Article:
Commodore introduced the Commodore 128 in 1985 as an upgrade path from the Commodore 64, the most popular model of computer of all time. The 128 addressed the 64’s biggest shortcomings while remaining mostly compatible with its hardware and software. That makes the Commodore 64 vs 128 a natural comparison, even more natural than comparing the 64 with the VIC-20.
The Commodore 128 was an extension of the Commodore 64, with more memory, a faster disk drive, a faster CPU, and 80-column video. It also featured a very high degree of compatibility, which helped both machines sell better.
The C64 vs Apple II was perhaps the most epic battle of the 8-bit era. Both companies sold millions of machines, yet both nearly went out of business in the process.
Comparing the two machines with the largest software libraries of the 8-bit era is a bit difficult, but that’s what makes it fun. The two machines are similar enough that some people ask if the Commodore 64 was an Apple product. The answer is no.
As a weird aside, it was possible, with a Mimic Systems Spartan, to turn a C-64 into an Apple II. Not many did, but the reason why is another story.
I frequently hear lamentations about the number of women in the technology field–or the lack of them. Although there have been a number of successful women in the field, such as Meg Whitman, CEO of HP and formerly Ebay; Marissa Meyer, CEO of Yahoo; and Carly Fiorina, former CEO of HP, men outnumber women in the field and often by a large margin.
That perhaps makes it even more sad that few remember Vector Graphic today. Last week Fast Companyprofiled this pioneering computer company that time forgot.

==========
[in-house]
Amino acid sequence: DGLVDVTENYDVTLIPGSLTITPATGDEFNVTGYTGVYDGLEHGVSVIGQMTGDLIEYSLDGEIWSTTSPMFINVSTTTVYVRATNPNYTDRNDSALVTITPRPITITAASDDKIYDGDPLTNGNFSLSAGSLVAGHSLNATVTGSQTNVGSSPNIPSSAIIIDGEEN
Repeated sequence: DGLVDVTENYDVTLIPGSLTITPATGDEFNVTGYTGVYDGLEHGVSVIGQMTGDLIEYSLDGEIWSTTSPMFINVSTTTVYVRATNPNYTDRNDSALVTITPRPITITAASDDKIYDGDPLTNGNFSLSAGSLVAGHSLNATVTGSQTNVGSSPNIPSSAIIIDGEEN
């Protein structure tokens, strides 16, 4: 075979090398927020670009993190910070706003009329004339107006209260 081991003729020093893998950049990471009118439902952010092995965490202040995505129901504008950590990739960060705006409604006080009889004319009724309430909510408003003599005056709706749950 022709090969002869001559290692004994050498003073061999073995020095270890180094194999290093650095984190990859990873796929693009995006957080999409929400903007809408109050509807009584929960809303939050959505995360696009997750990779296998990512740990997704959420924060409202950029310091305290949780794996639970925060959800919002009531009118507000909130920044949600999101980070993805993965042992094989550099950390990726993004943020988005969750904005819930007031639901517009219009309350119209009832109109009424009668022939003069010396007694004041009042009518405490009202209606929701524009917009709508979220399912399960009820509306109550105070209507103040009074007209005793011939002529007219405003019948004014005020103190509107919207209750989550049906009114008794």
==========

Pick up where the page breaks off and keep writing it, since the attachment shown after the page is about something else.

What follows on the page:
When Radio Shack announced its bankruptcy, I read more fears that the age of tinkering is dead than I read laments for the store.
I follow the logic, because Radio Shack was the only national store chain that ever tried to cater to tinkerers. But I don’t think people abandoning Radio Shack means tinkering is necessarily dead. I have plenty of indications that it’s still very much alive, but it’s also very different from how it used to be.
A rather hastily written and sloppily edited piece showed up on Slashdot yesterday morning that caught my attention, because it was about the Amiga 2000. The Amiga 2000 is a dear machine to me; in 1991, our family upgraded to one from a Commodore 128. I still have both machines, and there isn’t much that I know today that I didn’t first experience on one of those two machines.
Although I think the piece was little more than a used computer store’s effort to unload some hard-to-move inventory, I do agree with the premise. For a machine that had a tremendous impact on the world as we know it today, the A2000 is criminally unknown. Read more